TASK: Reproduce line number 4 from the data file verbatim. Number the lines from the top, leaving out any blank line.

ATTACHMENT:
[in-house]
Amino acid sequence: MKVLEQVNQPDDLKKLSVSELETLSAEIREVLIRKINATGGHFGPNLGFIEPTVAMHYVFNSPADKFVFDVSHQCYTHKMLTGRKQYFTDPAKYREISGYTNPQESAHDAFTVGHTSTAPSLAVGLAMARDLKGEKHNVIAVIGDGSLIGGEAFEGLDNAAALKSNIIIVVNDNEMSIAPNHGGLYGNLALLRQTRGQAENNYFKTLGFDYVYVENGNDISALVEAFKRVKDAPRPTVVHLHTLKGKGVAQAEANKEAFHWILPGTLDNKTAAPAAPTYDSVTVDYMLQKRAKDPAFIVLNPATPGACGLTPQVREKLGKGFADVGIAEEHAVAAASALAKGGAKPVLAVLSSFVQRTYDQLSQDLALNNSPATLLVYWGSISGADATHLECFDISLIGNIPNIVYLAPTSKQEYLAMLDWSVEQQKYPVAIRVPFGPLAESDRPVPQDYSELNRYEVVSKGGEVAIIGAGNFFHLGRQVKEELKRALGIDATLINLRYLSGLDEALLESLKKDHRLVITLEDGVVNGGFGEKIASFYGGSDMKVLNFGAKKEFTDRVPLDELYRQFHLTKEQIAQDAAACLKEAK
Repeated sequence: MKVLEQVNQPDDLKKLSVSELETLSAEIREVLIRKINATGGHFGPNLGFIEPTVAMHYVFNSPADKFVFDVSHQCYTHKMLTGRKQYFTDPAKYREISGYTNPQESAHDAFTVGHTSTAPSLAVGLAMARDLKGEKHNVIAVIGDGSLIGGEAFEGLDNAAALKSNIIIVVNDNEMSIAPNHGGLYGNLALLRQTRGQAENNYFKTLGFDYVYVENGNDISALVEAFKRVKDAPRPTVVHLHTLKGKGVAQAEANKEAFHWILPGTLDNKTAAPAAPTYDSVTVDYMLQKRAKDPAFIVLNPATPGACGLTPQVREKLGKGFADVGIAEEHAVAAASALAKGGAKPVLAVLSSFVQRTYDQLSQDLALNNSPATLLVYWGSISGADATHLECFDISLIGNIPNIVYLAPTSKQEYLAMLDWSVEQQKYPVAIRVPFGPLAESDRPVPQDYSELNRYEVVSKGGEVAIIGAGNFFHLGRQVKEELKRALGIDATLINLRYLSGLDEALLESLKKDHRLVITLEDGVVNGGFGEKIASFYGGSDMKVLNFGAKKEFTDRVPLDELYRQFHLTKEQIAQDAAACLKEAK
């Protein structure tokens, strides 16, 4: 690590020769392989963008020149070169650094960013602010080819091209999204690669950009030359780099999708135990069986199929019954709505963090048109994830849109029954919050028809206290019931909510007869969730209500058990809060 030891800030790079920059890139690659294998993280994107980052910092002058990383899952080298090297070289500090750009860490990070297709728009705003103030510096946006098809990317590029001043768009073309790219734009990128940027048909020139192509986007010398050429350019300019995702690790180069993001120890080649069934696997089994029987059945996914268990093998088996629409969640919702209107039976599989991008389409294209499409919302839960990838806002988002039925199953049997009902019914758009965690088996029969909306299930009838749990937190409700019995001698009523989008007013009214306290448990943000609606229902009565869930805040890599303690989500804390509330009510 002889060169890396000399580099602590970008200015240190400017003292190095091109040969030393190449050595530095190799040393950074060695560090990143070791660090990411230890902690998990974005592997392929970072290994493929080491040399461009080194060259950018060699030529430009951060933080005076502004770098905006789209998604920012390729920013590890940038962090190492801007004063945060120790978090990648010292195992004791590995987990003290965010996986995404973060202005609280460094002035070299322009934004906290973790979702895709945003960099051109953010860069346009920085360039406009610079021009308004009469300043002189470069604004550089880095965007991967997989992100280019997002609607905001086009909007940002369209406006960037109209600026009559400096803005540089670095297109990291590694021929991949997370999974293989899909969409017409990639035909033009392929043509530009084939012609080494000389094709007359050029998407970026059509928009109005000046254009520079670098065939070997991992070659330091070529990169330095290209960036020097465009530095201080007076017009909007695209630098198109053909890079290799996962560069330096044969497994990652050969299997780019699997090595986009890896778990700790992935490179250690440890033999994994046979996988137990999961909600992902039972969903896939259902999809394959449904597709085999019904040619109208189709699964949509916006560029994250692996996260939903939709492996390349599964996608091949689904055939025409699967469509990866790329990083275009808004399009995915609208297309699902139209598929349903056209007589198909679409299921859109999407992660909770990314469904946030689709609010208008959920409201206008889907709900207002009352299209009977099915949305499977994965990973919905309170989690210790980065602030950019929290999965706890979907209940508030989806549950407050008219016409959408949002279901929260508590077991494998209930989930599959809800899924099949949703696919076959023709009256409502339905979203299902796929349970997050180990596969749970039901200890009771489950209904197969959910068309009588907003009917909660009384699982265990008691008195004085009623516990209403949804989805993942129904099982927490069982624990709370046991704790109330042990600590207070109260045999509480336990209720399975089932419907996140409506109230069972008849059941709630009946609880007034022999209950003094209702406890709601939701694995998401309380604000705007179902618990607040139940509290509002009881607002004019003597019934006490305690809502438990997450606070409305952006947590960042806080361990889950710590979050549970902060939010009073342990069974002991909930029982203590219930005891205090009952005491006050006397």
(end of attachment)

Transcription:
């Protein structure tokens, strides 16, 4: 690590020769392989963008020149070169650094960013602010080819091209999204690669950009030359780099999708135990069986199929019954709505963090048109994830849109029954919050028809206290019931909510007869969730209500058990809060 030891800030790079920059890139690659294998993280994107980052910092002058990383899952080298090297070289500090750009860490990070297709728009705003103030510096946006098809990317590029001043768009073309790219734009990128940027048909020139192509986007010398050429350019300019995702690790180069993001120890080649069934696997089994029987059945996914268990093998088996629409969640919702209107039976599989991008389409294209499409919302839960990838806002988002039925199953049997009902019914758009965690088996029969909306299930009838749990937190409700019995001698009523989008007013009214306290448990943000609606229902009565869930805040890599303690989500804390509330009510 002889060169890396000399580099602590970008200015240190400017003292190095091109040969030393190449050595530095190799040393950074060695560090990143070791660090990411230890902690998990974005592997392929970072290994493929080491040399461009080194060259950018060699030529430009951060933080005076502004770098905006789209998604920012390729920013590890940038962090190492801007004063945060120790978090990648010292195992004791590995987990003290965010996986995404973060202005609280460094002035070299322009934004906290973790979702895709945003960099051109953010860069346009920085360039406009610079021009308004009469300043002189470069604004550089880095965007991967997989992100280019997002609607905001086009909007940002369209406006960037109209600026009559400096803005540089670095297109990291590694021929991949997370999974293989899909969409017409990639035909033009392929043509530009084939012609080494000389094709007359050029998407970026059509928009109005000046254009520079670098065939070997991992070659330091070529990169330095290209960036020097465009530095201080007076017009909007695209630098198109053909890079290799996962560069330096044969497994990652050969299997780019699997090595986009890896778990700790992935490179250690440890033999994994046979996988137990999961909600992902039972969903896939259902999809394959449904597709085999019904040619109208189709699964949509916006560029994250692996996260939903939709492996390349599964996608091949689904055939025409699967469509990866790329990083275009808004399009995915609208297309699902139209598929349903056209007589198909679409299921859109999407992660909770990314469904946030689709609010208008959920409201206008889907709900207002009352299209009977099915949305499977994965990973919905309170989690210790980065602030950019929290999965706890979907209940508030989806549950407050008219016409959408949002279901929260508590077991494998209930989930599959809800899924099949949703696919076959023709009256409502339905979203299902796929349970997050180990596969749970039901200890009771489950209904197969959910068309009588907003009917909660009384699982265990008691008195004085009623516990209403949804989805993942129904099982927490069982624990709370046991704790109330042990600590207070109260045999509480336990209720399975089932419907996140409506109230069972008849059941709630009946609880007034022999209950003094209702406890709601939701694995998401309380604000705007179902618990607040139940509290509002009881607002004019003597019934006490305690809502438990997450606070409305952006947590960042806080361990889950710590979050549970902060939010009073342990069974002991909930029982203590219930005891205090009952005491006050006397």